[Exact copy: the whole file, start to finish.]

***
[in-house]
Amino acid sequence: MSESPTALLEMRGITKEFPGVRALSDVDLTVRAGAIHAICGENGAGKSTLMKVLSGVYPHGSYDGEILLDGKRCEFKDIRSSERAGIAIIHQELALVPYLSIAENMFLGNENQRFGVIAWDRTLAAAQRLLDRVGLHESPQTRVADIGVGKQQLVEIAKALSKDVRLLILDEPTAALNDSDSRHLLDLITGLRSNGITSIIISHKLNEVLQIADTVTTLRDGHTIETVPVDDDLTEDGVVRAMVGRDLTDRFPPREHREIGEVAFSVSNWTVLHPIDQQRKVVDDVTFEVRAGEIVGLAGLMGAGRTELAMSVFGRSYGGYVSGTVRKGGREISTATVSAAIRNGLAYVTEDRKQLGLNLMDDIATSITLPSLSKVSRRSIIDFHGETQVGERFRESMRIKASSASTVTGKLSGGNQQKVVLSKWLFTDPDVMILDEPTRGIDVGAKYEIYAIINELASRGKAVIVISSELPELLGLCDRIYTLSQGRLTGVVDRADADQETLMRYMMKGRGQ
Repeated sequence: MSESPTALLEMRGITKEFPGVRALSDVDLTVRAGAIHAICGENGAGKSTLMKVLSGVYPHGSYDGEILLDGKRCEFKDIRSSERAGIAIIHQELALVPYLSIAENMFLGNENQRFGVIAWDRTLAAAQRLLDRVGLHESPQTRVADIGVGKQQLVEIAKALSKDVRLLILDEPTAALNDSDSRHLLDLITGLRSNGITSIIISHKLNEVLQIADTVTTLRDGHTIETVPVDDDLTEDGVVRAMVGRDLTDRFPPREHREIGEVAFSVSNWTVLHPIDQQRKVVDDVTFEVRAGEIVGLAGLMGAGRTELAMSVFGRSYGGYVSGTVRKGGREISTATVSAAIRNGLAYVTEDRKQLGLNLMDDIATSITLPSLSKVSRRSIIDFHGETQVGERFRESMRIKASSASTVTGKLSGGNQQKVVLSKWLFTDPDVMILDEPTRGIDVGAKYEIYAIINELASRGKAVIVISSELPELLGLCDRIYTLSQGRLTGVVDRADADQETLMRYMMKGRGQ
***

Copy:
[in-house]
Amino acid sequence: MSESPTALLEMRGITKEFPGVRALSDVDLTVRAGAIHAICGENGAGKSTLMKVLSGVYPHGSYDGEILLDGKRCEFKDIRSSERAGIAIIHQELALVPYLSIAENMFLGNENQRFGVIAWDRTLAAAQRLLDRVGLHESPQTRVADIGVGKQQLVEIAKALSKDVRLLILDEPTAALNDSDSRHLLDLITGLRSNGITSIIISHKLNEVLQIADTVTTLRDGHTIETVPVDDDLTEDGVVRAMVGRDLTDRFPPREHREIGEVAFSVSNWTVLHPIDQQRKVVDDVTFEVRAGEIVGLAGLMGAGRTELAMSVFGRSYGGYVSGTVRKGGREISTATVSAAIRNGLAYVTEDRKQLGLNLMDDIATSITLPSLSKVSRRSIIDFHGETQVGERFRESMRIKASSASTVTGKLSGGNQQKVVLSKWLFTDPDVMILDEPTRGIDVGAKYEIYAIINELASRGKAVIVISSELPELLGLCDRIYTLSQGRLTGVVDRADADQETLMRYMMKGRGQ
Repeated sequence: MSESPTALLEMRGITKEFPGVRALSDVDLTVRAGAIHAICGENGAGKSTLMKVLSGVYPHGSYDGEILLDGKRCEFKDIRSSERAGIAIIHQELALVPYLSIAENMFLGNENQRFGVIAWDRTLAAAQRLLDRVGLHESPQTRVADIGVGKQQLVEIAKALSKDVRLLILDEPTAALNDSDSRHLLDLITGLRSNGITSIIISHKLNEVLQIADTVTTLRDGHTIETVPVDDDLTEDGVVRAMVGRDLTDRFPPREHREIGEVAFSVSNWTVLHPIDQQRKVVDDVTFEVRAGEIVGLAGLMGAGRTELAMSVFGRSYGGYVSGTVRKGGREISTATVSAAIRNGLAYVTEDRKQLGLNLMDDIATSITLPSLSKVSRRSIIDFHGETQVGERFRESMRIKASSASTVTGKLSGGNQQKVVLSKWLFTDPDVMILDEPTRGIDVGAKYEIYAIINELASRGKAVIVISSELPELLGLCDRIYTLSQGRLTGVVDRADADQETLMRYMMKGRGQ